The Hunchback of Notre Dame (1939)

Article #568 by Dave Sindelar
Viewing date: 10-4-2002
Posting date: 2-27-2003

The deformed bell-ringer of the cathedral of Notre Dame in Paris becomes enamored with a beautiful gypsy woman.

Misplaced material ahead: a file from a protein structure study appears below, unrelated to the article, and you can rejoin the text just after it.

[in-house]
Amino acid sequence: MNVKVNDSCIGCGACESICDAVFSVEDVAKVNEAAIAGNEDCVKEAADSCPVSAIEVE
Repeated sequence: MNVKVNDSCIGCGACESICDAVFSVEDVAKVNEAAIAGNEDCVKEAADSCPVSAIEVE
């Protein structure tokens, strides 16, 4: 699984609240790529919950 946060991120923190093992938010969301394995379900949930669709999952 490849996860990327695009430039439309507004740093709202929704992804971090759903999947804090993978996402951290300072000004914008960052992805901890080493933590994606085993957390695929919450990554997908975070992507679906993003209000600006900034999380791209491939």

Whatever one can say about the charm of low-budget movies, there’s something about the sweep of a full-blooded Hollywood spectacle at its best that cannot be denied. I don’t just enjoy this version of Victor Hugo’s classic tale; I get swept up in it, especially by the masses of crowds that fill the screen in this movie; I get the sense that this is a very real world indeed, and the story that we follow is just part of a vast parade of many stories. The story itself is quite engaging, too, and a good deal of this is due to the fine acting by everyone concerned, especially from Charles Laughton as Quasimodo; he is unforgettable. It also features Sir Cedric Hardwicke as the villain, as well as Maureen O’Hara, a very young Edmond O’Brien, George Zucco, Rondo Hatton (if you watch closely) and a vast array of familiar character actor faces. This is one of my favorites, and it always leaves me somewhat speechless, and despite the fact that it makes significant changes to Hugo’s novel, it remains the version of this classic tale that I prefer.


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